Back in 1890 one Shakespeare super-fan took his enthusiasm too far, and the American bird population has never been the same. It sounds like the set-up of some bizarre popular legend, but it's as strange as it is true.
Eugene Schlieffen was the amateur ornithologist who had the idea of filling New York's Central Park with every bird mentioned in the works of Shakespeare. Certain species among the European birds mentioned in Shakespeare were unable to adapt to ecological conditions in the park, but the European starling succeeded beyond Shleiffen's wildest expectations.
It didn't take long for the starlings to form established breeding areas. By 1891 breeding was observed, and by the turn of the century the range of the bird began to expand rapidly, reaching central Maine, the Great Lakes, and northern Georgia by 1926.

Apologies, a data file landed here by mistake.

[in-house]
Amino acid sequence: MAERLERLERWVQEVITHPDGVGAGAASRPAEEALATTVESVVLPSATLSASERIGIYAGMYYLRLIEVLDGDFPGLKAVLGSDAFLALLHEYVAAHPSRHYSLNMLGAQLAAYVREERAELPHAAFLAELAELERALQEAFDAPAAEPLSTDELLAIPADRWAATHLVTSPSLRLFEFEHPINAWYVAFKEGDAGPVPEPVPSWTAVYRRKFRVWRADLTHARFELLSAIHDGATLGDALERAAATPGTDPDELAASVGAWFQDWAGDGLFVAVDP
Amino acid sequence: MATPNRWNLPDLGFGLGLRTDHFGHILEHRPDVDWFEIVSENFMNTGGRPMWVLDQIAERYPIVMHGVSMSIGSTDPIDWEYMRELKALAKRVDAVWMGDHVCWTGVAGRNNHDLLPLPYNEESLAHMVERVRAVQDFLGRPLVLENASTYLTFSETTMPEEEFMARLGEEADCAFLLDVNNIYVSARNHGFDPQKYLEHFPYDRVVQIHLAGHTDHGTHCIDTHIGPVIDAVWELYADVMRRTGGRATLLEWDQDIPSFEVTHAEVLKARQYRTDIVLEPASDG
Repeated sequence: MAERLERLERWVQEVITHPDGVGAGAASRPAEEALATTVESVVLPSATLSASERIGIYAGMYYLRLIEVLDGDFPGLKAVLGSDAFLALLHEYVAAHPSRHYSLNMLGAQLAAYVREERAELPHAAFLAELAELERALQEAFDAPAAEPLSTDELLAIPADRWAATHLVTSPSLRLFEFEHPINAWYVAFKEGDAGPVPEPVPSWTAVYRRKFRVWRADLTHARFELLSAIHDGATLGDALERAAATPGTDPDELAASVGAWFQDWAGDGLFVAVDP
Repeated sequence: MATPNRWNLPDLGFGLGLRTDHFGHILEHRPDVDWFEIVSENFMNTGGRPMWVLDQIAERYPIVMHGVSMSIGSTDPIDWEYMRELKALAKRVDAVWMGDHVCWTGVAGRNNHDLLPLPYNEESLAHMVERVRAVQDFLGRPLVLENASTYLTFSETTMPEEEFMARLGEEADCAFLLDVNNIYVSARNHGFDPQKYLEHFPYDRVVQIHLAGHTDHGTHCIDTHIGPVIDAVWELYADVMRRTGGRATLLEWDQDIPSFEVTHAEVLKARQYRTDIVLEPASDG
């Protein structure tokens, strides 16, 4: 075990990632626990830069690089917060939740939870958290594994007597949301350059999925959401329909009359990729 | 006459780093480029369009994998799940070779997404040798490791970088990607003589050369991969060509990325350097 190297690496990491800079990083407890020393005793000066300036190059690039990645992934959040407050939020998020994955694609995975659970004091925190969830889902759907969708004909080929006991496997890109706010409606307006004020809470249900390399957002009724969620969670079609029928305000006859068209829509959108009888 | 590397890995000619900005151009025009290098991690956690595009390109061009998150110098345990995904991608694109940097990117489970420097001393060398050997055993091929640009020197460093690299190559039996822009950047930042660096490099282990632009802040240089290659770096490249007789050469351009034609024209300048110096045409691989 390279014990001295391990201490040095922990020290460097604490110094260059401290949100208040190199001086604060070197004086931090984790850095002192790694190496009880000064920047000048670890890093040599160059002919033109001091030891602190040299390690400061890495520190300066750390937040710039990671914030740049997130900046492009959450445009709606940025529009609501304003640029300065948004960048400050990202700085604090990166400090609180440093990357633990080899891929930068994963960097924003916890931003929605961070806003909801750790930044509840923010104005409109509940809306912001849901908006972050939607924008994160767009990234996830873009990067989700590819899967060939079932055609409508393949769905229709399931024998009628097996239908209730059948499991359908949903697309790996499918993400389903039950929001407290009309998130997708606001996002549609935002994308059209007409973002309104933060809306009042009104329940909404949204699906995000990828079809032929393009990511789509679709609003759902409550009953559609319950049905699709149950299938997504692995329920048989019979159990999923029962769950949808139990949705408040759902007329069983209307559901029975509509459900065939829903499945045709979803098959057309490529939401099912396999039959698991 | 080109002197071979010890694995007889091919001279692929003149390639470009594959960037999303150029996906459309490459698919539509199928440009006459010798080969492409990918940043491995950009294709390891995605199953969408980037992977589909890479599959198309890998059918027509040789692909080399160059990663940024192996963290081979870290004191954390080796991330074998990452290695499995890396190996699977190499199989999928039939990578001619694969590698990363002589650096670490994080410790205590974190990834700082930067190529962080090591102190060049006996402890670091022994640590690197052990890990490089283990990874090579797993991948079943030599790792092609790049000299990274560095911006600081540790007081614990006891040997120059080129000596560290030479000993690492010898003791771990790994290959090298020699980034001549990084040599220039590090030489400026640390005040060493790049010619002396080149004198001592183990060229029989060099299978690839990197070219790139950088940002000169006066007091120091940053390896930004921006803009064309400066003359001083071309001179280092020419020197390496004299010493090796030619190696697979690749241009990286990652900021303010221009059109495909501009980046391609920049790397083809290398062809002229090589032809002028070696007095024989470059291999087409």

By 1945, starlings had established breeding populations on the Pacific coast. Starlings are an invaseive species, and they cause over $800 million in annual damage to U.S. agriculture.
On a positive note, when seeds from those plants pass through a starling's system, they are more likely to germinate when deposited. Today, the hundred starlings Schlieffen released have multiplied and now colonize the whole North American continent in numbers estimated at 93 million strong.
That number represents an estimated 50 percent loss since 1970, when the population was near 200 million. The sharp decline in starlings mirrors the horrific loss of birds in North America in general.
This means that starlings are decling, but they remain year-round competitors of some native species for nesting spots and food.